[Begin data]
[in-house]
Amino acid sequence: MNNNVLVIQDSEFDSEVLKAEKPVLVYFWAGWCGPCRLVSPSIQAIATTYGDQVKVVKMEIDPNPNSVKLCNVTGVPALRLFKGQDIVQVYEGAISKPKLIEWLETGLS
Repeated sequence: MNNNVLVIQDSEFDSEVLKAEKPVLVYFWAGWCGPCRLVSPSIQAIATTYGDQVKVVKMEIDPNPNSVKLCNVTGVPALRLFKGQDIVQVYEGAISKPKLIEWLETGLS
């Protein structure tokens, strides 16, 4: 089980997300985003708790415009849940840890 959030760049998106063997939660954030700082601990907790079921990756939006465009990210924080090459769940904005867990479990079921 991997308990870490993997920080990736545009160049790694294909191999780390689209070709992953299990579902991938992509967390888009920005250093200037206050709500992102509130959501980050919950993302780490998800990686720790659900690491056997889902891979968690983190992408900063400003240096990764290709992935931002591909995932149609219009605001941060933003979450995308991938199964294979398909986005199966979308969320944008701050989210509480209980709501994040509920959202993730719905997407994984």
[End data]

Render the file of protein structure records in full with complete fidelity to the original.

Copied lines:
[in-house]
Amino acid sequence: MNNNVLVIQDSEFDSEVLKAEKPVLVYFWAGWCGPCRLVSPSIQAIATTYGDQVKVVKMEIDPNPNSVKLCNVTGVPALRLFKGQDIVQVYEGAISKPKLIEWLETGLS
Repeated sequence: MNNNVLVIQDSEFDSEVLKAEKPVLVYFWAGWCGPCRLVSPSIQAIATTYGDQVKVVKMEIDPNPNSVKLCNVTGVPALRLFKGQDIVQVYEGAISKPKLIEWLETGLS
């Protein structure tokens, strides 16, 4: 089980997300985003708790415009849940840890 959030760049998106063997939660954030700082601990907790079921990756939006465009990210924080090459769940904005867990479990079921 991997308990870490993997920080990736545009160049790694294909191999780390689209070709992953299990579902991938992509967390888009920005250093200037206050709500992102509130959501980050919950993302780490998800990686720790659900690491056997889902891979968690983190992408900063400003240096990764290709992935931002591909995932149609219009605001941060933003979450995308991938199964294979398909986005199966979308969320944008701050989210509480209980709501994040509920959202993730719905997407994984």